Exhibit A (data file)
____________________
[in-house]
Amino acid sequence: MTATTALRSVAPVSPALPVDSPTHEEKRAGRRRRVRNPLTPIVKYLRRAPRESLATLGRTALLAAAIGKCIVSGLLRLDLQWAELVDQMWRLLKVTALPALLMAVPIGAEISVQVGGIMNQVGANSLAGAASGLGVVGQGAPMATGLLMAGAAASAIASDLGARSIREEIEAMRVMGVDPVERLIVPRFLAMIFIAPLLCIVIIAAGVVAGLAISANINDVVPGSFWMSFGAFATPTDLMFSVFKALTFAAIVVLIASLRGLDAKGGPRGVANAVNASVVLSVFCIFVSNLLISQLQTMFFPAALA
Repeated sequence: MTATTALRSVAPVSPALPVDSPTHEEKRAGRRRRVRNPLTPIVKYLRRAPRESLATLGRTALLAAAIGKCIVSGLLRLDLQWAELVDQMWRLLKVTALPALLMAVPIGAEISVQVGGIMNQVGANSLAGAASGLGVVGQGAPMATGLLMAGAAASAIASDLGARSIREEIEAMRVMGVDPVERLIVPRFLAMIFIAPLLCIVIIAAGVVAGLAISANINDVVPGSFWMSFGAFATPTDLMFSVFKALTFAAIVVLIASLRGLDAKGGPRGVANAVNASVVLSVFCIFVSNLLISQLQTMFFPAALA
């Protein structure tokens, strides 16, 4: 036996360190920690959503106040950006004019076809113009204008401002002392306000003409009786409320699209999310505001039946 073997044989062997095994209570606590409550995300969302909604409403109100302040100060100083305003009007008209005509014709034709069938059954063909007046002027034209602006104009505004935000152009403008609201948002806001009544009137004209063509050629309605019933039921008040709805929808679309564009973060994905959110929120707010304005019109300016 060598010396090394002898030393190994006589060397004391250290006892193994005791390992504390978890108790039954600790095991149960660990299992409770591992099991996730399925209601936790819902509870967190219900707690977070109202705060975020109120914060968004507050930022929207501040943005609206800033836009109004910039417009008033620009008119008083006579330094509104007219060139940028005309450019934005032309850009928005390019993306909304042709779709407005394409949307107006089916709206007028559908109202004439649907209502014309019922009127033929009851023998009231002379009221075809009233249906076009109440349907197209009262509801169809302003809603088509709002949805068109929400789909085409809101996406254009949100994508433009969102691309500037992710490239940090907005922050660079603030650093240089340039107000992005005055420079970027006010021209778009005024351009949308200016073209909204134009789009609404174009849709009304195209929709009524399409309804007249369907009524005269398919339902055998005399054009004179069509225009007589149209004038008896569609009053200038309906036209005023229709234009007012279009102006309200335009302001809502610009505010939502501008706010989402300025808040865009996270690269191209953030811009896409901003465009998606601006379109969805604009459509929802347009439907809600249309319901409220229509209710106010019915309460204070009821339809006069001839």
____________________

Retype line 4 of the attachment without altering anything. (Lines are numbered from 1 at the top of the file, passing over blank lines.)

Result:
């Protein structure tokens, strides 16, 4: 036996360190920690959503106040950006004019076809113009204008401002002392306000003409009786409320699209999310505001039946 073997044989062997095994209570606590409550995300969302909604409403109100302040100060100083305003009007008209005509014709034709069938059954063909007046002027034209602006104009505004935000152009403008609201948002806001009544009137004209063509050629309605019933039921008040709805929808679309564009973060994905959110929120707010304005019109300016 060598010396090394002898030393190994006589060397004391250290006892193994005791390992504390978890108790039954600790095991149960660990299992409770591992099991996730399925209601936790819902509870967190219900707690977070109202705060975020109120914060968004507050930022929207501040943005609206800033836009109004910039417009008033620009008119008083006579330094509104007219060139940028005309450019934005032309850009928005390019993306909304042709779709407005394409949307107006089916709206007028559908109202004439649907209502014309019922009127033929009851023998009231002379009221075809009233249906076009109440349907197209009262509801169809302003809603088509709002949805068109929400789909085409809101996406254009949100994508433009969102691309500037992710490239940090907005922050660079603030650093240089340039107000992005005055420079970027006010021209778009005024351009949308200016073209909204134009789009609404174009849709009304195209929709009524399409309804007249369907009524005269398919339902055998005399054009004179069509225009007589149209004038008896569609009053200038309906036209005023229709234009007012279009102006309200335009302001809502610009505010939502501008706010989402300025808040865009996270690269191209953030811009896409901003465009998606601006379109969805604009459509929802347009439907809600249309319901409220229509209710106010019915309460204070009821339809006069001839």